Sweden: End of an unprecedented strike within the Lutheran Church

"Help yourself and heaven will help you": the unions of employees of the Church of Sweden put an end to an unprecedented strike movement on Wednesday which threatened to extend to priests, after an agreement with their employers' organization.

The call for a strike, which so far only concerned part of the staff (janitors and crematorium employees) was launched last week in the face of the failure of negotiations with the management of the Swedish Lutheran Church, still majority in the country but faced with a decline in its resources.

With 24.000 employees, the former State Church has only 5,8 million members – who pay a specific tax to finance it – compared to more than 7 million in the 70s.

The unions, led by the organization Kommunal, had been negotiating for several months around new collective agreements, while the management hoped for savings.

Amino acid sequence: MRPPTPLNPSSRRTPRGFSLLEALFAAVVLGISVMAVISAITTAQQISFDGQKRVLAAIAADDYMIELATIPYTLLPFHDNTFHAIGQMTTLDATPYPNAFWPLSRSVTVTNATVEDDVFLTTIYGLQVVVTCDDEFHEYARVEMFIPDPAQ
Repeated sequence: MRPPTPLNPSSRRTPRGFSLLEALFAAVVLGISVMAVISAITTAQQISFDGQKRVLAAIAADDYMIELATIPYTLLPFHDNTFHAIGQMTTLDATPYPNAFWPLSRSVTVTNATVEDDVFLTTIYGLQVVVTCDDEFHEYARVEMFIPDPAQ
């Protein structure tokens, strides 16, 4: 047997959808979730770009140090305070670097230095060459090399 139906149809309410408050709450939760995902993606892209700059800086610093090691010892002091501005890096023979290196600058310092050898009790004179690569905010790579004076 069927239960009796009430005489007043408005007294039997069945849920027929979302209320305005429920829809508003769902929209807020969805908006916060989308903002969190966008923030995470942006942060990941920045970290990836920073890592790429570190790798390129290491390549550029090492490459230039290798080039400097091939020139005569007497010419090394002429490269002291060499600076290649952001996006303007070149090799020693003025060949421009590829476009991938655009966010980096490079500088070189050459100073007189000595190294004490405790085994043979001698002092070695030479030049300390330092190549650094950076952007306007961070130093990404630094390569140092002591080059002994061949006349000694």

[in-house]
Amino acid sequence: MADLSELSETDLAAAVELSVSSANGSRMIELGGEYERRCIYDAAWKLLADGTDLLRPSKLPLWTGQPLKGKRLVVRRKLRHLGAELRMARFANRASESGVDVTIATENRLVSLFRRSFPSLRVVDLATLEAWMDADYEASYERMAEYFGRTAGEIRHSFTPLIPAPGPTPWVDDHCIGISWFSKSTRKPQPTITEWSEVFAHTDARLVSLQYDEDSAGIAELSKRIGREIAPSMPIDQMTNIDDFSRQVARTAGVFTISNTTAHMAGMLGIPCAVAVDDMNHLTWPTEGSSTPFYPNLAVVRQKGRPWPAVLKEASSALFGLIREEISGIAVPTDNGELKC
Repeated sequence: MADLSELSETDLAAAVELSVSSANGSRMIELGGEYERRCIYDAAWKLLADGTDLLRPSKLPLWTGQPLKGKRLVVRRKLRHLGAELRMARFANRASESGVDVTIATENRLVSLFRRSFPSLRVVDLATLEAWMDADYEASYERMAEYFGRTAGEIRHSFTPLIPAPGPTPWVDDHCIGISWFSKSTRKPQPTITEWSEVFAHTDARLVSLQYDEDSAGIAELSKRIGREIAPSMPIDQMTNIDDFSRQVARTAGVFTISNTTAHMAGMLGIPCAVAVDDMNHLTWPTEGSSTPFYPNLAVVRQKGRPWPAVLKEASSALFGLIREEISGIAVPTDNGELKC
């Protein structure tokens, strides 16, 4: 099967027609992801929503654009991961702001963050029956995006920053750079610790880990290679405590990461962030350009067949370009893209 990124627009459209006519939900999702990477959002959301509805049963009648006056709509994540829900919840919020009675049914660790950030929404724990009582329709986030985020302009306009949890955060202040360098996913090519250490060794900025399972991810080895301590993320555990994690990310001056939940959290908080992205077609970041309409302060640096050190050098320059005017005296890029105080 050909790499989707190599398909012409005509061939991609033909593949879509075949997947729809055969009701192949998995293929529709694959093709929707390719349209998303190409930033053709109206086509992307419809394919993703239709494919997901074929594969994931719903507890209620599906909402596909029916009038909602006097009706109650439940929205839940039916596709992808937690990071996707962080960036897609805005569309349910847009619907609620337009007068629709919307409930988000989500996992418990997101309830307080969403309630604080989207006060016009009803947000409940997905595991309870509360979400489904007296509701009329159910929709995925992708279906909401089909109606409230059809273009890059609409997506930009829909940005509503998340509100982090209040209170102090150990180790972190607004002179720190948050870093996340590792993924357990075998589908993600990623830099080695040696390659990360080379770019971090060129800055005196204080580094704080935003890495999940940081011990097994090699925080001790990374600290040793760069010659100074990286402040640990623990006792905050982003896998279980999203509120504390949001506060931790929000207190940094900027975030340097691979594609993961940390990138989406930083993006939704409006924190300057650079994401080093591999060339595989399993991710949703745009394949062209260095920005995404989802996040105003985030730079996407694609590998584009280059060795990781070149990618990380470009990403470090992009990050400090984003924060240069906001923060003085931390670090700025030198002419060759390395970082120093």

On Tuesday evening, the employers' organization of the Church of Sweden finally accepted the new agreement proposed by the unions.

"We would have liked to go further, but we take our responsibilities so that the key activity of the Church of Sweden can continue to function," said the Church's chief negotiator, Cecilia Herm, in a press release.

In the absence of an agreement, the strike threatened to extend to priests and other members of clerical institutions on Friday, which could then disrupt baptisms, weddings and other major events of the faithful.

It is the first time that Sweden has known in its history a call to strike within its Church, even if the social movement has remained limited.

For the unions, this turnaround on the part of the Church is a victory.

"We naturally welcome that the employer has rethought its approach and that it has accepted our proposal," Markus Furuberg, negotiator for one of the unions that called for the strike, told AFP.

The Church has long played a central role in the lives of Swedes, but religious practice has collapsed in recent decades.

Until the 1950s, Swedes were automatically attached to a religious community at birth.

The introduction of a new religious freedom law in 1951 allowed them to leave the Church.

The editorial staff (with AFP)

Image credit: Shutterstock.com / Mikhail Markovskiy

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